A strongly-worded op-ed by the United States' former ambassador to Syria calls for the U.S. to arm the war-torn nation's moderate opposition and warns that Al Qaeda-aligned forces in the region are on the rise.
“More hesitation and unwillingness to commit to enabling the moderate opposition fighters to fight more effectively both the jihadists and the regime simply hasten the day when American forces will have to intervene against Al Qaeda in Syria," Robert S. Ford, who served from 2010 to 2014, wrote in the New York Times.
Ford says he resigned in February because he "found it ever harder to justify our policy" as the situation in Syria deteriorated.
"Al Qaeda offshoots that joined the war now pose a potential threat to our security," Ford wrote. "These extremists enjoy a sanctuary from which they may mount attacks against Europe or the United States."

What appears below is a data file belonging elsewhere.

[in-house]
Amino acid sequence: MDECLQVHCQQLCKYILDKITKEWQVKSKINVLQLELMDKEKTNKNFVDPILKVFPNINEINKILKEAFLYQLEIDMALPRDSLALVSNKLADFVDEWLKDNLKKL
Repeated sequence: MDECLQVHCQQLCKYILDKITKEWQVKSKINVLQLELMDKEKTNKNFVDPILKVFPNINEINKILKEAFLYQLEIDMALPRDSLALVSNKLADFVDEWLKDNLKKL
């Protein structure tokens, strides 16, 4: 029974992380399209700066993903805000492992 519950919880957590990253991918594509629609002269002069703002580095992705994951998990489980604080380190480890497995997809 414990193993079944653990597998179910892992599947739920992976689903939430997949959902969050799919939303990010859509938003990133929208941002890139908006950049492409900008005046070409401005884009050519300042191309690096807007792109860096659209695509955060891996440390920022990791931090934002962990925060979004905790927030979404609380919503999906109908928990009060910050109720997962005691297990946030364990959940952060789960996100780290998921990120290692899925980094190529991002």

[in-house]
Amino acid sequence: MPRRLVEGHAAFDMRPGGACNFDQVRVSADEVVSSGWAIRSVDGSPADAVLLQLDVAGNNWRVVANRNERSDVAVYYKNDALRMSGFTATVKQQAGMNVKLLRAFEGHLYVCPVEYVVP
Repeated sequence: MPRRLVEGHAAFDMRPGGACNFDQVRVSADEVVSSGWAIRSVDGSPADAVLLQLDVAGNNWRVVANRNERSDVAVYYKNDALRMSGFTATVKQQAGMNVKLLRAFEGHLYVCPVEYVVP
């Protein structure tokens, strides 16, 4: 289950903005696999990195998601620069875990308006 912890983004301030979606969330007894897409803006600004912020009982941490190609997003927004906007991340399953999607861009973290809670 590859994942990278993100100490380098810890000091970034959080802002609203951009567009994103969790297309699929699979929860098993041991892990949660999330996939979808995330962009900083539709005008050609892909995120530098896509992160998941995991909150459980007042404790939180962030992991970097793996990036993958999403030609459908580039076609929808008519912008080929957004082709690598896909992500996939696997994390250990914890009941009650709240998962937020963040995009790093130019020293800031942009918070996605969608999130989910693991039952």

The op-ed comes as a major outbreak of violence and unrest in northern Iraq -- where Al Qaeda-aligned insurgents effectively toppled the country's second-largest city -- is fueling concerns in Washington that security in Iraq is rapidly deteriorating, a little more than two years after U.S. troops left the country.
Ford believes the U.S. needs to supply military hardware such as mortars and rockets to weaken the Syrian government's airfields, while also supplying cash for small salaries and supplies of food, medicine and ammunition.
"To be sure, there is no military solution, but it is possible to salvage something in Syria by preparing the conditions for a genuine negotiation toward a new government," Ford said.